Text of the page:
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Re: [seul-edu] Re: perl or......

On Tue, 5 Dec 2000 21:14:18 +0000 (GMT)
Manuel Gutierrez Algaba <algaba@gmx.net> wrote:

> On 5 Dec 2000, Michael Totschnig wrote:
> > your arguments for Latex seem all very convincing for me, but only
> > because I already know Latex and use it. If we try to propose Latex
> > for education to teachers and students who are not familiar with it
> > yet, I think other arguments have to be chosen.  
> The best thing any learner can hear is :"it's easy to learn".
> I've tried many times, many ways to convince them in (comp.text.tex)
> or in mailing list to get down to the real people, to develop a
> single unified tool where all available knowledge of TeX would be.
> Because, that's another advantage of LaTeX, lots of docs, easy,
> difficult, beautiful, ugly,... 
> If we had such a big tool comprising examples and doc,it'd be
> easy to learn. That thing is TeEncontreX, regretfully, TeX community
> is not interested in such effort ( they go on looking at their belly).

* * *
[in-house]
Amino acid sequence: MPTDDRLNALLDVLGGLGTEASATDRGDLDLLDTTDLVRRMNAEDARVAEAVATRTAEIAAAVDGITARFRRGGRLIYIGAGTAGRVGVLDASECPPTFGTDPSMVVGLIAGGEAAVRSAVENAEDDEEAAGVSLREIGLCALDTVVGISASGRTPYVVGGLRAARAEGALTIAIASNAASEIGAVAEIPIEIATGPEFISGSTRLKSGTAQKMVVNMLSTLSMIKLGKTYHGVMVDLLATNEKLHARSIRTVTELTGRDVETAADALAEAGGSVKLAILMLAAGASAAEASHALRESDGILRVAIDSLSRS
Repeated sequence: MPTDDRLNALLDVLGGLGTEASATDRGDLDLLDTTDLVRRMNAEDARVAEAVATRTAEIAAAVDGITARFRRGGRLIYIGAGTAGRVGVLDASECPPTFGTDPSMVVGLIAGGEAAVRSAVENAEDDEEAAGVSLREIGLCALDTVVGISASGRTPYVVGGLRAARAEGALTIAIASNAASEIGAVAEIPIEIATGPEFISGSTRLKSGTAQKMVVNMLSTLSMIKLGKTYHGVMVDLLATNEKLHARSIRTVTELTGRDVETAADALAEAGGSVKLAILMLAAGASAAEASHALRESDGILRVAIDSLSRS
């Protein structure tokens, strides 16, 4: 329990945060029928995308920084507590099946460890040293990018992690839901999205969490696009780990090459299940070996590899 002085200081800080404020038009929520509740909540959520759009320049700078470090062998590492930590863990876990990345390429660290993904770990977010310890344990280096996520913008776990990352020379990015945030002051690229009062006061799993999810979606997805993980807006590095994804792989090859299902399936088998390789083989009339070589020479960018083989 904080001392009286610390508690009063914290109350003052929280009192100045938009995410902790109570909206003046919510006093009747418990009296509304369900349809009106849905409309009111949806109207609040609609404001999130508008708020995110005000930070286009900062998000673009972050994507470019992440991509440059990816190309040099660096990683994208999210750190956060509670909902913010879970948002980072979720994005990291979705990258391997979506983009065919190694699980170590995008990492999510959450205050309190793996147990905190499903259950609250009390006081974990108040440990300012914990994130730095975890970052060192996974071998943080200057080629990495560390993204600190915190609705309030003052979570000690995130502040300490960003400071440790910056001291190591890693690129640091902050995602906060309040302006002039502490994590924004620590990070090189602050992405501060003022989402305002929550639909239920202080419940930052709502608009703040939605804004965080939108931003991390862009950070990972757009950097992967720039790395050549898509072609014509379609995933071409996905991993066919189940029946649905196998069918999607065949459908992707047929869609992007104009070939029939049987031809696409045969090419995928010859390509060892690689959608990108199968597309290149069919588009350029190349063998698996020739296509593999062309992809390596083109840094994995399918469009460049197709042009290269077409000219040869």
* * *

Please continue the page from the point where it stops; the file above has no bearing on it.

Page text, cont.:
> It took my 30 hours of my life. It's 200 articles long. The TeX
> community is about the 100,000 , probably more, if just a tiny
> fraction, 1 % would invest 1 hour of his life. Maybe the definitive
> tool for learning TeX could be done. 

That's an interesting point of view.

I'm certainly no TeXpert, nor have I seen the pre-GNU era; but I would be pleased to offer my 1-hour contribution to the world.

However, I really don't see the need of yet another project for learning TeX. I've never bought a book on TeX, I've been learning LaTeX (not TeX) form open-source books (and even better, there are 2 pretty good ones in French!). 

When I have a question, I use the Info documentation, and I hear that grepping the FAQ is the ultimate source of information. It is said that typing "FAQ française" in any search engine on the internet gives you the French LaTeX FAQ as the first match.

And not to be forgotten, LyX does provide some help for learning LaTeX.

I also see something like the beginning of an informal community of LaTeX users build up in my university's small LUG (but only among students. Teachers don't mix with students clubs well). BTW, I assume LaTeX is what you should go for if you want to do typesetting without getting into the history of the influence of various political movements on the typesetting of spaces in your language. TeX is for the others.

If you have plans for a better tool for learning LaTeX than what now exists, then please tell us. There has to be someone who draws a framework, so that others be able to spend just one hour on it and still improve the big picture.

And have fun,

Thomas Tempé

All models are wrong.
Some models are useful.
	-- Geroge Box